Volume 5 (2020-21)

Each volume of Journal of Cultural Marketing Strategy consists of two biannual issues, published in print and online. Articles scheduled for Volume 5 are available to view on the 'Forthcoming content' page. The articles published in Volume 5 are listed below.

Volume 5 Number 1

  • Editorial
    Jake Beniflah, Executive Director, Center for Multicultural Science
  • Interview: COVID-19, the outlook for corporations, and the changing demographic landscape: An interview with Chiqui Cartagena
    Jake Beniflah, Executive Director, Center for Multicultural Science and Chiqui Cartagena, Chief Marketing Officer, The Conference Board

    Founded in 1916, The Conference Board is a nonpartisan, not-for-profit, member-driven think tank that delivers trusted insights into what lies ahead. In the following interview with Chiqui Cartagena, the organisation’s Chief Marketing Officer and Leader of its Center for Marketing and Communications, Ms Cartagena discusses the most recent consumer confidence measures and offers key insights on how corporations have responded to the economic volatility created by the COVID-19 pandemic. Ms Cartagena also shares what The Conference Board is doing to prepare for a multicultural majority in the USA, and what it means on a personal level to be the first Latina Chief Marketing Officer of this powerful think tank.
    Keywords: The Conference Board, COVID-19, consumer confidence, multicultural marketing

  • Research papers: Exploring the use of shock advertising by for-profit and nonprofit organisations in China
    Shuo Yan, PhD candidate and Sindy Chapa, Associate Professor, School of Communication, Florida State University

    This paper investigates the use of shock advertising by both for-profit and nonprofit organisations in China. Specifically, the study assesses the effectiveness of shock advertising in terms of attitude toward the advertisement (Aad), attitude toward the brand (Ab), and behavioural intention. The results indicate that Chinese consumers held more positive Ab when shock advertising was used by a nonprofit organisation rather than by a for-profit organisation, but their Ab was more positive toward non-shock ads by both of the organizations. In addition, shock advertising used by a nonprofit organisation elicited higher behavioural intention than other types of advertising/organisation combinations. No difference was found in Aad when shock advertising was used by for-profit or nonprofit organisations.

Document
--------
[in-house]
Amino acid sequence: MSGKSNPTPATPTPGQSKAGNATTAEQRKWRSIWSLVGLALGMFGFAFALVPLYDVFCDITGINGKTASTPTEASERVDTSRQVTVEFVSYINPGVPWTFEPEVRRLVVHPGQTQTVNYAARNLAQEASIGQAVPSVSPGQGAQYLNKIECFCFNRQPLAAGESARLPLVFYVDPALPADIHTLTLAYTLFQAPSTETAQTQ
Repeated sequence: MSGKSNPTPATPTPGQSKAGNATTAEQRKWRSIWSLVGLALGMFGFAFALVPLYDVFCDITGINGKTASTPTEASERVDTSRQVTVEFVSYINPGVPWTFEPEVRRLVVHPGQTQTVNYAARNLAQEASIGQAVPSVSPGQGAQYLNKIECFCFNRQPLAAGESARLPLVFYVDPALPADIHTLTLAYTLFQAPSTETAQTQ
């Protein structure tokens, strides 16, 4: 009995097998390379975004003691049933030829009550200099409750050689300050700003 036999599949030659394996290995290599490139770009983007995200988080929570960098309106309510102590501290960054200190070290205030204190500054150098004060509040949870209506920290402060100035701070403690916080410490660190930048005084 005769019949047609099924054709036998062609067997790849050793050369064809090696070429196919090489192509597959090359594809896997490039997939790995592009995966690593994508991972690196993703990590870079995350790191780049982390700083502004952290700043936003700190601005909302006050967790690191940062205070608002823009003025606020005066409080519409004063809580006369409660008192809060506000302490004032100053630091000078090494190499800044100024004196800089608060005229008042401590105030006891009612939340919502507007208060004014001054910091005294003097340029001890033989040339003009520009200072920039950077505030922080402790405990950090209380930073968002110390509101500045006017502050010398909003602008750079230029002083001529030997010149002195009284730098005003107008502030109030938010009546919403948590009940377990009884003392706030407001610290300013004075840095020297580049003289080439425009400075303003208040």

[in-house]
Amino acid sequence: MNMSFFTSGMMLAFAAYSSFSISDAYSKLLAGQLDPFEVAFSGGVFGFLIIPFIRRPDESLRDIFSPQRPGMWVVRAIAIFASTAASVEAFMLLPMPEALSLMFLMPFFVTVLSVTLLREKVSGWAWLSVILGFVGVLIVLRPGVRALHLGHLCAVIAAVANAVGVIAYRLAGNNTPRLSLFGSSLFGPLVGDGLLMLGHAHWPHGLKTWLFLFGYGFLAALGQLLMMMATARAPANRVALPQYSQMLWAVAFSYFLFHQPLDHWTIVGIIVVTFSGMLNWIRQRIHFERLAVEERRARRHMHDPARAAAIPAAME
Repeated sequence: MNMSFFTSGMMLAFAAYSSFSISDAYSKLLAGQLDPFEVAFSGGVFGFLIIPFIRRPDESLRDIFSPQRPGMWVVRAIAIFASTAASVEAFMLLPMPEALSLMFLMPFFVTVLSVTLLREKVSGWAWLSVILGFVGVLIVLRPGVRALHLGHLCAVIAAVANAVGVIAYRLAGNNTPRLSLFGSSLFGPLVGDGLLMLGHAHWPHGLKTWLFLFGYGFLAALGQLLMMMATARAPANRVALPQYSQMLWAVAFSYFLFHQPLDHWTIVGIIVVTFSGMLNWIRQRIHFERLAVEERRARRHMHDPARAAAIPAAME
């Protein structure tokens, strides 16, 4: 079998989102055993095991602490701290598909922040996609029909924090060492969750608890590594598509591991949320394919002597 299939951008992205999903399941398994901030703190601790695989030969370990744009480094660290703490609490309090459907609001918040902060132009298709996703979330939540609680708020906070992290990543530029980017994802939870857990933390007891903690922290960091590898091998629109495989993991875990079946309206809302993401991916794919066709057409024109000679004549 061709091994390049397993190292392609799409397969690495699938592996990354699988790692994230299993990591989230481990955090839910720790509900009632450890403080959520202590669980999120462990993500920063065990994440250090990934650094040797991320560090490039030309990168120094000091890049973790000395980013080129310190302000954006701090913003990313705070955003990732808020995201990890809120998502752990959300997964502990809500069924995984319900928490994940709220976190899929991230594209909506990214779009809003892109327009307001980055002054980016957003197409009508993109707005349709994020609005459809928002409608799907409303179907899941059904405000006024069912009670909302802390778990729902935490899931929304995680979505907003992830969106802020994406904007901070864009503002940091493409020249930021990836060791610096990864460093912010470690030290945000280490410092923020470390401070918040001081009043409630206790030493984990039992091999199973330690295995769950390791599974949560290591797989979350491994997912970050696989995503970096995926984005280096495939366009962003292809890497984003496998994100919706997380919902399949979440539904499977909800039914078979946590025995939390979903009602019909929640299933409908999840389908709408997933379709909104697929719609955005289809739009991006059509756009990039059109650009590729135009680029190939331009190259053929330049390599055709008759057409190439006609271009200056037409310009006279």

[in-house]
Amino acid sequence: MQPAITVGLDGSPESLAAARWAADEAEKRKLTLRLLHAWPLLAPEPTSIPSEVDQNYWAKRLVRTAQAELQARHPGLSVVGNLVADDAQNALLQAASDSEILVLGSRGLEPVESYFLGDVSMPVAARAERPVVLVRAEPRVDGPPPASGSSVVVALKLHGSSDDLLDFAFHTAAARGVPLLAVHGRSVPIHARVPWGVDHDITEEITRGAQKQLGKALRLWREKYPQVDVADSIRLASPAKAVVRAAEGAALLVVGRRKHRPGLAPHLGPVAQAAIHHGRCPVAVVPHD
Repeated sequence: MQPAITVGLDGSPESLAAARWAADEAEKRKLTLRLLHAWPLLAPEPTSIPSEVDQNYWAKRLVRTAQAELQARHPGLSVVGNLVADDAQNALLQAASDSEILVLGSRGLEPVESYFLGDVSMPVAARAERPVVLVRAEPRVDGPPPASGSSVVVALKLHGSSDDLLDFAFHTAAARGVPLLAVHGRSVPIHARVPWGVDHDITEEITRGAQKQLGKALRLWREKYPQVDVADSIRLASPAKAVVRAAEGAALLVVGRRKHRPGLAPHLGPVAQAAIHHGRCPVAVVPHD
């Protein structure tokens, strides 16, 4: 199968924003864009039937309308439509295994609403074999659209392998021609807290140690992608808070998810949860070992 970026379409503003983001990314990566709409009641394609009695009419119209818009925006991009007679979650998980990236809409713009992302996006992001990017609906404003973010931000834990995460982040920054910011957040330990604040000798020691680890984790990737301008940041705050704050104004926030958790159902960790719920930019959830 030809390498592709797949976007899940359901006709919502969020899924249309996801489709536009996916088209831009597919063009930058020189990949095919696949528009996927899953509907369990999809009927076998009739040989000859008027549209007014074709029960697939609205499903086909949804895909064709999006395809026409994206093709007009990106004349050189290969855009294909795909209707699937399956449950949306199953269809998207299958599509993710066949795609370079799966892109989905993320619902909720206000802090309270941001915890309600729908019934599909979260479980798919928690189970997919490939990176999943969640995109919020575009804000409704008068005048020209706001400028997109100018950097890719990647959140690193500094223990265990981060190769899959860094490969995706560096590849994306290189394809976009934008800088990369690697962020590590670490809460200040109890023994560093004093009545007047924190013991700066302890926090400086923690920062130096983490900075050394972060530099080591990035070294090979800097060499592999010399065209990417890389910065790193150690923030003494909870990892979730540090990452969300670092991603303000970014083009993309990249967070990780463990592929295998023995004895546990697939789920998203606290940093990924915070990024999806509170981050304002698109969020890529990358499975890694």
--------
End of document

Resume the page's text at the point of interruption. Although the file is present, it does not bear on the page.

Keywords: shock advertising, sentiment, behavioural intention, for-profit, nonprofit, Chinese consumers

  • Is corporate America ready for a multicultural America? A dynamic capabilities perspective
    Jake Beniflah, Executive Director, Center for Multicultural Science

    The USA is projected to become a minority-majority nation by 2043, with the multicultural population surpassing whites as the new majority for the first time in history. These significant shifts are likely to transform marketing (and business) as we know it. Drawing on the traditional resource-based view and dynamic capabilities theory extensions, this paper puts forth a conceptual framework based on two constructs — market orientation and marketing capabilities — which have been shown to drive superior firm performance. The challenge in prescribing a fixed solution across corporate America as a whole is that all corporations do not share the same challenges in the marketplace, making a one-size-fits-all strategy ineffective. The proposed conceptual model is flexible in that it measures a company’s market orientation and marketing capabilities across different target audiences and industries. Leading corporations in the 21st century will need to develop a set of dynamic capabilities to address an ever-changing demography and business landscape. This model can help assess whether corporations are ready to compete in a marketplace where multicultural consumers are the new mainstream. Future research is warranted given the dearth of papers in this promising area.
    Keywords: dynamic capabilities theory, resource-based view, multicultural marketing, marketing, market orientation, marketing capabilities

  • From K-pop to Korean products: An investigation into the mediating effects of imitation and attitudes toward Korean culture and products
    Ruonan Zhang, Visiting Assistant Professor, Rollins College, Nicky Chang Bi, Assistant Professor, University of Nebraska, Papaa Kodzi, Undergraduate, Alana Goodwin, Undergraduate, Klaudia Wasilewski, Undergraduate and Eiko McCurdy, Undergraduate, Rollins College